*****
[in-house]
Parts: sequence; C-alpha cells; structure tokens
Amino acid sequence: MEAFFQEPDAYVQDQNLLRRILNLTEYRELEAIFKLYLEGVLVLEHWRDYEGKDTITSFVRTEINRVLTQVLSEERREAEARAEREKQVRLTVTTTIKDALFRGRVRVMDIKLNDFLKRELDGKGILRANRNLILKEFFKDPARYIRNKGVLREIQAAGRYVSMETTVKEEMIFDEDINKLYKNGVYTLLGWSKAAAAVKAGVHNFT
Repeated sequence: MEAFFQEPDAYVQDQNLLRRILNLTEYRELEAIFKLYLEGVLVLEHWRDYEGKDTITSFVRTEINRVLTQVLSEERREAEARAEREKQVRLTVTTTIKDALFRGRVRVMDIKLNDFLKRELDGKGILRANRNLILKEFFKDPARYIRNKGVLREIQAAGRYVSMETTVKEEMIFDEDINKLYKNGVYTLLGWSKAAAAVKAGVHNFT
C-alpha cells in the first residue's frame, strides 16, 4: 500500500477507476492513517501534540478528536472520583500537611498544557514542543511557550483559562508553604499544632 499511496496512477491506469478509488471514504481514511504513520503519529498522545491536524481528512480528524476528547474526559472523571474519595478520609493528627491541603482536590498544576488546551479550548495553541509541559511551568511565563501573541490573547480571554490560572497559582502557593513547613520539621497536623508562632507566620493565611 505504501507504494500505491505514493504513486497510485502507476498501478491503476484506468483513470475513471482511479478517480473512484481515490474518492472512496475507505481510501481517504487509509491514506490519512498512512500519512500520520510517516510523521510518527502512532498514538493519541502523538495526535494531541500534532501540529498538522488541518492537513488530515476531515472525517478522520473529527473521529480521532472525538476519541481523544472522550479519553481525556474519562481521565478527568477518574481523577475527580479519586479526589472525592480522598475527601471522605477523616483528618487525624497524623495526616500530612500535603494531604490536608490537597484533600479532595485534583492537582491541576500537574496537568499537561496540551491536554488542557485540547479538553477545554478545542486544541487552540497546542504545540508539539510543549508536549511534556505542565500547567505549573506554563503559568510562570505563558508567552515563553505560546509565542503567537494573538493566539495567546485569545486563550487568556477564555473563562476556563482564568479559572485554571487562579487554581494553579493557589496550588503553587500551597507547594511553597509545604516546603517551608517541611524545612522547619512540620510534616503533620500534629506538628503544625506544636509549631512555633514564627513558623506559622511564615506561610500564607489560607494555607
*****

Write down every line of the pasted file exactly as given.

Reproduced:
[in-house]
Parts: sequence; C-alpha cells; structure tokens
Amino acid sequence: MEAFFQEPDAYVQDQNLLRRILNLTEYRELEAIFKLYLEGVLVLEHWRDYEGKDTITSFVRTEINRVLTQVLSEERREAEARAEREKQVRLTVTTTIKDALFRGRVRVMDIKLNDFLKRELDGKGILRANRNLILKEFFKDPARYIRNKGVLREIQAAGRYVSMETTVKEEMIFDEDINKLYKNGVYTLLGWSKAAAAVKAGVHNFT
Repeated sequence: MEAFFQEPDAYVQDQNLLRRILNLTEYRELEAIFKLYLEGVLVLEHWRDYEGKDTITSFVRTEINRVLTQVLSEERREAEARAEREKQVRLTVTTTIKDALFRGRVRVMDIKLNDFLKRELDGKGILRANRNLILKEFFKDPARYIRNKGVLREIQAAGRYVSMETTVKEEMIFDEDINKLYKNGVYTLLGWSKAAAAVKAGVHNFT
C-alpha cells in the first residue's frame, strides 16, 4: 500500500477507476492513517501534540478528536472520583500537611498544557514542543511557550483559562508553604499544632 499511496496512477491506469478509488471514504481514511504513520503519529498522545491536524481528512480528524476528547474526559472523571474519595478520609493528627491541603482536590498544576488546551479550548495553541509541559511551568511565563501573541490573547480571554490560572497559582502557593513547613520539621497536623508562632507566620493565611 505504501507504494500505491505514493504513486497510485502507476498501478491503476484506468483513470475513471482511479478517480473512484481515490474518492472512496475507505481510501481517504487509509491514506490519512498512512500519512500520520510517516510523521510518527502512532498514538493519541502523538495526535494531541500534532501540529498538522488541518492537513488530515476531515472525517478522520473529527473521529480521532472525538476519541481523544472522550479519553481525556474519562481521565478527568477518574481523577475527580479519586479526589472525592480522598475527601471522605477523616483528618487525624497524623495526616500530612500535603494531604490536608490537597484533600479532595485534583492537582491541576500537574496537568499537561496540551491536554488542557485540547479538553477545554478545542486544541487552540497546542504545540508539539510543549508536549511534556505542565500547567505549573506554563503559568510562570505563558508567552515563553505560546509565542503567537494573538493566539495567546485569545486563550487568556477564555473563562476556563482564568479559572485554571487562579487554581494553579493557589496550588503553587500551597507547594511553597509545604516546603517551608517541611524545612522547619512540620510534616503533620500534629506538628503544625506544636509549631512555633514564627513558623506559622511564615506561610500564607489560607494555607